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Tuesday, February 18, 2014

What does the law say about calculating PSPRS pension benefits?

Many of you have probably already seen this February 17, 2014 Arizona Republic article by Craig Harris, Walking fine line on pension 'spiking' lawsuits.  For more on the issue of pension spiking, this blog had a series of three posts in August 2013 entitled "PSPRS and pension spiking" that can be found here: part I, part II, and part III.

For those not familiar with the relevant A.R.S. statute regarding pensionable income, this is it:
"Compensation" means, for the purpose of computing retirement benefits, base salary, overtime pay, shift differential pay, military differential wage pay, compensatory time used by an employee in lieu of overtime not otherwise paid by an employer and holiday pay paid to an employee by the employer on a regular monthly, semimonthly or biweekly payroll basis and longevity pay paid to an employee at least every six months for which contributions are made to the system pursuant to section 38-843, subsection D. Compensation does not include, for the purpose of computing retirement benefits, payment for unused sick leave, payment in lieu of vacation, payment for unused compensatory time or payment for any fringe benefits. (Italics mine)
While workers should certainly be compensated for their unused sick and vacation time, this passage makes it clear that payouts for sick and vacation time can not be used to calculate retirement benefits.  The thin reed clung to by defenders of including sick and vacation time payouts in pension calculations is summed up here by Mr. Harris:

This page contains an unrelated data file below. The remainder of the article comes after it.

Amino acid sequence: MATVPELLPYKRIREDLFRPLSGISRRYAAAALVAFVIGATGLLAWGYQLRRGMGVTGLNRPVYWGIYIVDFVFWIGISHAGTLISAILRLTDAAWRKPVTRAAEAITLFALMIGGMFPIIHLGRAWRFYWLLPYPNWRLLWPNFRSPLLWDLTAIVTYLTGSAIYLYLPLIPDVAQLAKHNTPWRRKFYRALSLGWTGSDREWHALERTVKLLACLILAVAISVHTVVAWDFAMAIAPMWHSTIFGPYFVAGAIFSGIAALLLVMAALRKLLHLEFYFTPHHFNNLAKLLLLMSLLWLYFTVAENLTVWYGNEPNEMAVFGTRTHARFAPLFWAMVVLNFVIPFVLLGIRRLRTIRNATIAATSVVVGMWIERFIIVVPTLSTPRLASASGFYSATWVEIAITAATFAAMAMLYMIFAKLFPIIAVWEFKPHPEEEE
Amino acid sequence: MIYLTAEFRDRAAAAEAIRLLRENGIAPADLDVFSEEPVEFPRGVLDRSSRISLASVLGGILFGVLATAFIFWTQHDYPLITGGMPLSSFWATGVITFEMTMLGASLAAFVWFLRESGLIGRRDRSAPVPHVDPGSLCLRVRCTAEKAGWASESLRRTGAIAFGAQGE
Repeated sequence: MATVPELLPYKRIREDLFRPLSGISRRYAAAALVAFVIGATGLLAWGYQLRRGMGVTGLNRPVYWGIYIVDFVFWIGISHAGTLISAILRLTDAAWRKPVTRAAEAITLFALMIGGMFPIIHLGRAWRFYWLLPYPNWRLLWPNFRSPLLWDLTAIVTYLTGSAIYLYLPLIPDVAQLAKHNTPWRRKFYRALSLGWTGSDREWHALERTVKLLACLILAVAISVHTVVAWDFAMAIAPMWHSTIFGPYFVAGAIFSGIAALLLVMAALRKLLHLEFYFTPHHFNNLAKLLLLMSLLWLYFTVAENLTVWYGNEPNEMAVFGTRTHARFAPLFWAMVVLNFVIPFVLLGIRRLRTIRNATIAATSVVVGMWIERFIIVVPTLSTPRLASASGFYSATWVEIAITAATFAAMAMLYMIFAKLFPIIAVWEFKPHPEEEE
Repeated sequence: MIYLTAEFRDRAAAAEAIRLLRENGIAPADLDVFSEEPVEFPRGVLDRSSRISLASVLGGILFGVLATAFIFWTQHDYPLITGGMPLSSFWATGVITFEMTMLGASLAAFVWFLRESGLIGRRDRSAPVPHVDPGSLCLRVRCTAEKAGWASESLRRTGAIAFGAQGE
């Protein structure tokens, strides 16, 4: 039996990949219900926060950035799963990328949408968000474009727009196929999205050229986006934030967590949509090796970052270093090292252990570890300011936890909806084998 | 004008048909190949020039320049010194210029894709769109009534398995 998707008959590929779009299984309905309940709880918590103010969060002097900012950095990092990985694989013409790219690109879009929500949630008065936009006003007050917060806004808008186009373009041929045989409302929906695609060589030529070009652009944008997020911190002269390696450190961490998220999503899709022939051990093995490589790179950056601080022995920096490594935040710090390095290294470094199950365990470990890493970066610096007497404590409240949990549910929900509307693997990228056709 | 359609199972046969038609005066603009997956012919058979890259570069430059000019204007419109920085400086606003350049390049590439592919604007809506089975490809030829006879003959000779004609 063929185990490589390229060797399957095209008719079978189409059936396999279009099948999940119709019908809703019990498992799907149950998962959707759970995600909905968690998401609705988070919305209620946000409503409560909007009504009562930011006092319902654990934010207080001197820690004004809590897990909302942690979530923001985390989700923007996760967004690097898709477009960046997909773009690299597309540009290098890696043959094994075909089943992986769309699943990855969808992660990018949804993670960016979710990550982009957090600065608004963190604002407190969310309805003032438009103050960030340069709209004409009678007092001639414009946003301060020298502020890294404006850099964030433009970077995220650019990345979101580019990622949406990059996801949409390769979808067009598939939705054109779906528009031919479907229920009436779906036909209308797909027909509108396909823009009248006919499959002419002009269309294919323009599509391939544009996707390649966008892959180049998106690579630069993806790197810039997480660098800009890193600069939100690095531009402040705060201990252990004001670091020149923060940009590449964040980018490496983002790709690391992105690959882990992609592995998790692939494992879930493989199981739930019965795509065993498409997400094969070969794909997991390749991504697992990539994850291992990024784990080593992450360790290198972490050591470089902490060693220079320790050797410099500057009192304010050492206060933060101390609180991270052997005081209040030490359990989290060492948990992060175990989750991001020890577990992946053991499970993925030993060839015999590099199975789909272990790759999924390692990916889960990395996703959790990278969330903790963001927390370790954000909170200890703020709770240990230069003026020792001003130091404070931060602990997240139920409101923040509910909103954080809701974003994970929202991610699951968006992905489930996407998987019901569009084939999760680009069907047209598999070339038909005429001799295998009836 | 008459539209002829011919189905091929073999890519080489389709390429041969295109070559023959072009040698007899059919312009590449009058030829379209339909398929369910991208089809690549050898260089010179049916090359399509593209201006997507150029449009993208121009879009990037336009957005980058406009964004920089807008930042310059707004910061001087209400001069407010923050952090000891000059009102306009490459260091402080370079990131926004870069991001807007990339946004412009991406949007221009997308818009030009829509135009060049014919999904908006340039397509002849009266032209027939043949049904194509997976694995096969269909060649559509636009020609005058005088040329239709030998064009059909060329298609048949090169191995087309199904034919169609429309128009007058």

Supporters of the practice say those who benefit are not breaking the law because the excess vacation and sick leave are not being cashed out in a lump sum. Instead, they are being paid in the form of extra pay over numerous paychecks.
This defense is irrelevant since A.R.S. makes no distinction between sick and vacation time payouts that are paid incrementally or in a lump sum.  If we contrast this with how clearly A.R.S. deals with longevity pay, requiring it be paid at least every six months, we can see that there is little room for interpretation.  Payments for unused sick and vacation time can not be used in pension calculations, no matter how they are paid to employees.  The reason sick and vacation payouts are done incrementally is to limit the large tax hit employees would suffer if their payout appeared on a single paycheck.  The excess taxes paid on that one paycheck would then not be recouped until the employee got his tax refund the following year.  Incremental payments are an obvious benefit to the employee, who keeps control of more of his own money.

Even if you believe the Goldwater Institute is part of some nefarious conspiracy against public safety employees, is a cabal of rich evil geniuses really required to challenge the use of sick and vacation payouts in pension calculations?  I think anyone with basic reading comprehension can see that it violates both the letter and intent of the law, but this is another case where we will have to see what the courts have to say.

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